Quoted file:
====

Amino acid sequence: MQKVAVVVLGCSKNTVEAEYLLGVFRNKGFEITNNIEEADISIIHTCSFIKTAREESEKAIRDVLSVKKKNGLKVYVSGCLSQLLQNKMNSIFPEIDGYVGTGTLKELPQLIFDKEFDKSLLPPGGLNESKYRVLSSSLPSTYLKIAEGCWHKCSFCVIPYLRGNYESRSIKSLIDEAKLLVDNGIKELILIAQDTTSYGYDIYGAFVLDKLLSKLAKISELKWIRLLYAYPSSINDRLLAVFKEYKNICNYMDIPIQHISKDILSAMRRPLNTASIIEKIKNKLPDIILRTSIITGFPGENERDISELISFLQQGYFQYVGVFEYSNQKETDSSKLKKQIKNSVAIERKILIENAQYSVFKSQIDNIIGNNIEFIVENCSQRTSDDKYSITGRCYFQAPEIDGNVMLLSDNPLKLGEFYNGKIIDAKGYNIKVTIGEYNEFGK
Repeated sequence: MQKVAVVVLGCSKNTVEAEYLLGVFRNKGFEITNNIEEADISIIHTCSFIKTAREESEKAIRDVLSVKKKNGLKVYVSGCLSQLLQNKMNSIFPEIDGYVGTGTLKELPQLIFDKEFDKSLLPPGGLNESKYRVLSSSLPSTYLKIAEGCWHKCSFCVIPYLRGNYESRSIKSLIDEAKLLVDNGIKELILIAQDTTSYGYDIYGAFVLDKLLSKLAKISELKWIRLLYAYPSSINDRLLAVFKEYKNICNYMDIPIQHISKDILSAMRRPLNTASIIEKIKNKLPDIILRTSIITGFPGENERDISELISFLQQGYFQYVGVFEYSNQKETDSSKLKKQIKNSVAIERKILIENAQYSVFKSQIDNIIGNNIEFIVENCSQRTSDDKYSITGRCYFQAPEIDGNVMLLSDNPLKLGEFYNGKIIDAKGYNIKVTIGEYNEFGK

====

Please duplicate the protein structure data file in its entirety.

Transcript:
Amino acid sequence: MQKVAVVVLGCSKNTVEAEYLLGVFRNKGFEITNNIEEADISIIHTCSFIKTAREESEKAIRDVLSVKKKNGLKVYVSGCLSQLLQNKMNSIFPEIDGYVGTGTLKELPQLIFDKEFDKSLLPPGGLNESKYRVLSSSLPSTYLKIAEGCWHKCSFCVIPYLRGNYESRSIKSLIDEAKLLVDNGIKELILIAQDTTSYGYDIYGAFVLDKLLSKLAKISELKWIRLLYAYPSSINDRLLAVFKEYKNICNYMDIPIQHISKDILSAMRRPLNTASIIEKIKNKLPDIILRTSIITGFPGENERDISELISFLQQGYFQYVGVFEYSNQKETDSSKLKKQIKNSVAIERKILIENAQYSVFKSQIDNIIGNNIEFIVENCSQRTSDDKYSITGRCYFQAPEIDGNVMLLSDNPLKLGEFYNGKIIDAKGYNIKVTIGEYNEFGK
Repeated sequence: MQKVAVVVLGCSKNTVEAEYLLGVFRNKGFEITNNIEEADISIIHTCSFIKTAREESEKAIRDVLSVKKKNGLKVYVSGCLSQLLQNKMNSIFPEIDGYVGTGTLKELPQLIFDKEFDKSLLPPGGLNESKYRVLSSSLPSTYLKIAEGCWHKCSFCVIPYLRGNYESRSIKSLIDEAKLLVDNGIKELILIAQDTTSYGYDIYGAFVLDKLLSKLAKISELKWIRLLYAYPSSINDRLLAVFKEYKNICNYMDIPIQHISKDILSAMRRPLNTASIIEKIKNKLPDIILRTSIITGFPGENERDISELISFLQQGYFQYVGVFEYSNQKETDSSKLKKQIKNSVAIERKILIENAQYSVFKSQIDNIIGNNIEFIVENCSQRTSDDKYSITGRCYFQAPEIDGNVMLLSDNPLKLGEFYNGKIIDAKGYNIKVTIGEYNEFGK